I am afraid the reason is that the human race is a “clever” but not wise species; there is a big difference between the two. Clever species come up with technology, science, gadgets, huge manufacture of goods, but a wise species knows how to use this intelligence so that its baser instincts (greed, lust, aggression, etc.) do not use all these things to destroy itself. That is why, very probably, homo sapiens is either going to destroy itself or the planet.

I am afraid that humans in general (my opinion) are not “smart,” i.e. wise, in the ways that really make the most difference to their, and the planet’s welfare. I am not alone in this cynicism; philosophers, authors (even Freud), thinkers throughout time have cryptically stated that humans are very self-destructive beings and hinted that someday we might succeed in doing ourselves in completely. Yes, we do have an ecologically conscious minority; They are a minority.

I would rather not live in denial, no matter how painful the truth is. I wish I could say this is a common human trait, but if it were, we would probably not all be in this s— now. I hope this is clarification for some of your letter writers; they deserve to hear the truth.

Dorothy Bucher, Eugene



Why does every server in Eugene — if not this entire country — ask me if I am “Still working on that?” On what — my food? No, I’m not working on it. I’m eating it.

Is that any kind of a question to ask somebody who is eating at your restaurant? And if you are their server — or even their waiter or waitress — then they are eating at your restaurant.

No, I am not “still working” on my food. I didn’t come here to work, I came here to eat and relax. Work is hard and often sweaty. It tires me out. I do it to make money. Then I use that money to buy things I want — like the food you just served me.

Why is this so prevalent in America? Is it a vestige of Puritanism? Did Jonathan Edwards come back from Hell (which is where any Just God would assign him) and say that Sinners in the Hands of an Angry God must work at their food? That they aren’t allowed to just enjoy the food instead. I’ve never been asked that in France. Or Spain — or Italy. I wouldn’t eat English food, but if I did, I’m sure they wouldn’t ask either.

If the food you serve is worth eating, then let me enjoy it. Ask me if I am finished. Ask me if I am done. Ask me if you may take the plates. Don’t ask me if I am “working on it.”

Ralph Wombat, Eugene



So Oprah has a new project, The Big Give, where a team of gung ho contestants run around giving out prizes to regular folks. Excuse me, but I’m not buying it.

The so called Big Give is a Big Joke. It’s nothing but a game show disguised as philantrophy. Avarice dressed up as generosity. Let’s improve the lives of others by giving them a pile of cash or a new car. I’m sorry, I fail to see the altruism here. Giving someone a new SUV or remodeling their kitchen does not improve the quality of their life. It’s a material fix instead of real change.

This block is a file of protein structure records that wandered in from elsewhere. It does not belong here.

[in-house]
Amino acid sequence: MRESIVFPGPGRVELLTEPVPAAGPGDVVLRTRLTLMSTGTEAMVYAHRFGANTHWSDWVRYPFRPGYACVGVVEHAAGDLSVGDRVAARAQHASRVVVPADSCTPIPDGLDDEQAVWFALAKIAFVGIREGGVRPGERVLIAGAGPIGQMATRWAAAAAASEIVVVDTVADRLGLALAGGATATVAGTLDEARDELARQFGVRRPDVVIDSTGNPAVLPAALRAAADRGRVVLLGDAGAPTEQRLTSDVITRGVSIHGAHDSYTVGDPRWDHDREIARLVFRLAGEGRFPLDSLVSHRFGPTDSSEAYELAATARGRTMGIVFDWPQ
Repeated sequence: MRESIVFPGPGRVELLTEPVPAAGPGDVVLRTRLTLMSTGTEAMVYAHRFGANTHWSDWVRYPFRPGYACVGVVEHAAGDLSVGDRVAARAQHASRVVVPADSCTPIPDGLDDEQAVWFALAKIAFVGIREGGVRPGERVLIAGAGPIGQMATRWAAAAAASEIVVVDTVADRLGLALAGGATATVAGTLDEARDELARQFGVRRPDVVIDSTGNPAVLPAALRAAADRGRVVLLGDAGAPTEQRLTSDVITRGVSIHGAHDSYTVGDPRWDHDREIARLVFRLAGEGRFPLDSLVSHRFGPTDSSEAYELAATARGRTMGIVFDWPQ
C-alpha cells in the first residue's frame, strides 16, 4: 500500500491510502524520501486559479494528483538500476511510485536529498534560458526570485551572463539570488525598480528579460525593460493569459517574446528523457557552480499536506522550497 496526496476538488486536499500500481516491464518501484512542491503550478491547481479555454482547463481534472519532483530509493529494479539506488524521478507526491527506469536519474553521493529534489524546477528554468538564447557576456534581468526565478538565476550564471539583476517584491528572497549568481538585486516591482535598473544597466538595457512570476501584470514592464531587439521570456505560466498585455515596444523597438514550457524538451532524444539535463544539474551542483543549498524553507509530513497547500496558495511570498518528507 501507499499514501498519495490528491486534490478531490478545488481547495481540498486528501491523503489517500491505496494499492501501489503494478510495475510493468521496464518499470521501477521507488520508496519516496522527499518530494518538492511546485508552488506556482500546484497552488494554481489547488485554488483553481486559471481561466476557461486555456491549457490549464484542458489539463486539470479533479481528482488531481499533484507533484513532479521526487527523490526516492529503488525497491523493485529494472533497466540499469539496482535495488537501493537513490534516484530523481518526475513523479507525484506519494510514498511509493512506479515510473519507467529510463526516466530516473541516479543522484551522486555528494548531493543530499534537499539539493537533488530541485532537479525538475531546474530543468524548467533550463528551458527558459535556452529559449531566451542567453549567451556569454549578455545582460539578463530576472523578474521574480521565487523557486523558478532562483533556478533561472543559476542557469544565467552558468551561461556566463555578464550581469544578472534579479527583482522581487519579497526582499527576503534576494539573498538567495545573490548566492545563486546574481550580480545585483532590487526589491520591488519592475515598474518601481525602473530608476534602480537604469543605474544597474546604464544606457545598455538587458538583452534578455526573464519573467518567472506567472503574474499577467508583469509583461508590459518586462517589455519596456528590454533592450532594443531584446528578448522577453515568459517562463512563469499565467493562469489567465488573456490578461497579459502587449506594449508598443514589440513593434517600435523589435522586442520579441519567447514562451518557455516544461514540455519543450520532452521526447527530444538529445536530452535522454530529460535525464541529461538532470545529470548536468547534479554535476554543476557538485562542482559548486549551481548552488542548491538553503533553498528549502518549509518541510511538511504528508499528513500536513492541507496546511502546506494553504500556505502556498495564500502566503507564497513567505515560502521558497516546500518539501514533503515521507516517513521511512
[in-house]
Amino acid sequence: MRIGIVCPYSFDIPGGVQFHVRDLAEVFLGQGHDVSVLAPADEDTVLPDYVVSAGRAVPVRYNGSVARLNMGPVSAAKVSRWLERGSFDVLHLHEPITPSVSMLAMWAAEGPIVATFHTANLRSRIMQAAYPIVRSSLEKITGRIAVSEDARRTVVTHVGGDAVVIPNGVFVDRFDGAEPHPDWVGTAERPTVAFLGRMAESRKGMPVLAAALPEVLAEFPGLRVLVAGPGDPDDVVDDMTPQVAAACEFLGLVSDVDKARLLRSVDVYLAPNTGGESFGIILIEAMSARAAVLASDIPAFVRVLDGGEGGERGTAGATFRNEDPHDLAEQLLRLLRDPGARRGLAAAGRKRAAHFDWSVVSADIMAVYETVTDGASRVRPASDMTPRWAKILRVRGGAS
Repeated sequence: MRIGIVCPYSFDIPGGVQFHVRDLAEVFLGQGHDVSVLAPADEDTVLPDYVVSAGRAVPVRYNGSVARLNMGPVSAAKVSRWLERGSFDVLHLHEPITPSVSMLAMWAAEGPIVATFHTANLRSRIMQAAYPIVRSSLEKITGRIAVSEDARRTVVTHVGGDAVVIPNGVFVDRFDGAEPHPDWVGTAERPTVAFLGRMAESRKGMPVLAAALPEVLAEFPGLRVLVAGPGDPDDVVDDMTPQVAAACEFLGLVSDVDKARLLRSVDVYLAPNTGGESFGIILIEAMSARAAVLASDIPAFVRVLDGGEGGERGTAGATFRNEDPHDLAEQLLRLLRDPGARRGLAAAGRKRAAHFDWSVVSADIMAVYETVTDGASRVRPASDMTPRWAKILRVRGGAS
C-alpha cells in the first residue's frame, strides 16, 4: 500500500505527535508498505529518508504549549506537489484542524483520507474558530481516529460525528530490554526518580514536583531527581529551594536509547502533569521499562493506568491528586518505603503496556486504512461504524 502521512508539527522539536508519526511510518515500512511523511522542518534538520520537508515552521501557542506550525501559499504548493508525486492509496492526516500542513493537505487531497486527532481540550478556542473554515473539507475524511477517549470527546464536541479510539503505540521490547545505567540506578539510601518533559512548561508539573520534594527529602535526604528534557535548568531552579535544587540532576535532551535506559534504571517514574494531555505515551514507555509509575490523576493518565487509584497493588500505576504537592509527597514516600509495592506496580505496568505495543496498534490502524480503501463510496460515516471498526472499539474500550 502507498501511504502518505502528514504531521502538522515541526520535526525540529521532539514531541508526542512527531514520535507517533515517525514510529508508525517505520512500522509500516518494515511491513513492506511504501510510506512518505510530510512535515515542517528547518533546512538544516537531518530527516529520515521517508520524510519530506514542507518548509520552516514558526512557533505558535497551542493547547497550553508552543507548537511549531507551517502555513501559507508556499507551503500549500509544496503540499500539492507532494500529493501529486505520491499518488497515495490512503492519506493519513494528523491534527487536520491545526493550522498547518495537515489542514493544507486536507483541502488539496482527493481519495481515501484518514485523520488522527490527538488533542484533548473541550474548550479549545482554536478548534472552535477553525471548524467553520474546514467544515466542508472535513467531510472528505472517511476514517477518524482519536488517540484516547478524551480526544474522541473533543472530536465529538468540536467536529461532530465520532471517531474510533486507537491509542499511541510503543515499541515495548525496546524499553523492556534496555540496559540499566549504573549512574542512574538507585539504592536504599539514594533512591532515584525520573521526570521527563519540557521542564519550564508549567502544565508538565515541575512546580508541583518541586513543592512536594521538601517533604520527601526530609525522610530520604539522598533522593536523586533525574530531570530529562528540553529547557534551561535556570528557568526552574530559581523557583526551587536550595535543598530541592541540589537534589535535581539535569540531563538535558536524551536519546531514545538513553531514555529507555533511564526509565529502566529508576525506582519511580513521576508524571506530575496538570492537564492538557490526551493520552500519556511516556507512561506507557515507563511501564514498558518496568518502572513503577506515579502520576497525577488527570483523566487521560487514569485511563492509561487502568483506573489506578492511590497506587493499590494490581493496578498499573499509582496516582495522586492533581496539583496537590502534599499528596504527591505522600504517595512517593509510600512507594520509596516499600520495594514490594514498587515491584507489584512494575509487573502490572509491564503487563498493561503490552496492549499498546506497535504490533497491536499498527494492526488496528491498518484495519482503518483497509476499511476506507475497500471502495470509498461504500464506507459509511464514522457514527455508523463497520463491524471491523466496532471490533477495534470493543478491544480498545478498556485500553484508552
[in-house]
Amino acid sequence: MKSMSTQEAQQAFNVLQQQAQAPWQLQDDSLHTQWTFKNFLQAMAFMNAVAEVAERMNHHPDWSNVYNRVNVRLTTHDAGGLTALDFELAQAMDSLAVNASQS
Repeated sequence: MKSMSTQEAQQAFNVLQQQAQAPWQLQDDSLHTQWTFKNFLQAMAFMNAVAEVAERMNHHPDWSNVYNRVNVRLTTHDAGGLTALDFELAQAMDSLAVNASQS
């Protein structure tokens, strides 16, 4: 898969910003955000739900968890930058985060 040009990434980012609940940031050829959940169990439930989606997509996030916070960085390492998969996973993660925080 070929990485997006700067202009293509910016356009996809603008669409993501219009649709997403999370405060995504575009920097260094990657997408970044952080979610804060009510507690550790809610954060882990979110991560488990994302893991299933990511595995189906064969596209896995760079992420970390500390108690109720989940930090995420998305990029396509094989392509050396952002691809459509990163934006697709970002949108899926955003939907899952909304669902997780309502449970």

While the producers and participants of this phony largesse pat themselves on the back for their feel good efforts, organizations that really do change lives have to go begging for financial support. Like Remote Air Medical, which provides health care to the poor (60 percent of its business right here in the U.S.), who save the lives of hundreds of people every year, and whose shoestring budget is the cost of two SUVs.

Doctors without Borders, the producers of “Plumpy nut,” a nutritious meal that is literally saving the lives of starving children in Africa, are finding it hard to get the food to the needy because of cost, travel hardships and political interference.

These are the people to donate to in a heartbeat without a camera crew in sight. But I can’t. I’m not the head of a multi-million dollar media corporation indulging in fantasy giveaways. I’m just struggling to stay out of debt and poverty like so many others who have bills to pay and no medical insurance or savings.

Maybe if I were a contestant on The Big Give, but it wouldn’t make for good television. It’s not as flashy as a car or a makeover.

Alisa McLaughlin, Eugene



So here we are about to wrap up the fifth year since the unwarranted invasion of Iraq, an action that was long-planned by the Bush/Cheney/Rumsfield/Wolfowitz neocon clan before they ever took office. What enable them to put their nefarious plan into action was the climate of fear created by the terrorist acts of Sept. 11, 2001, a fear which they exploited to also ram through the so-called PATRIOT Act and to implement secret torture chambers, third-country renditions and other egregious human and civil rights violations, all in the name of the “war on terror.”

When the realities of this badly planned and poorly executed invasion finally invaded the consciousness of the citizenry at large, at about the three-year mark, people made the war a major issue and even changed Congress from Republican to Democratic control, thinking that the Iraq War would be terminated.

Never happened; the will of the people thwarted again by the gutless Democratic leadership, who not only took impeachment “off the table” but also voted to expand the war (“the surge”)!

These Democrats, such as Nancy Pelosi and Harry Reid, should be voted out of office at the first opportunity, along with others, such as our own “progressive” Peter DeFazio, who basically agreed that, although this whole Iraqi situation is legally and morally indefensible, impeachment was not a feasible option.

And so the war, with casualties mounting daily, no political progress in Iraq, and billions of dollars squandered monthly, drags on … and on … and on.

Steven Salman, Springfield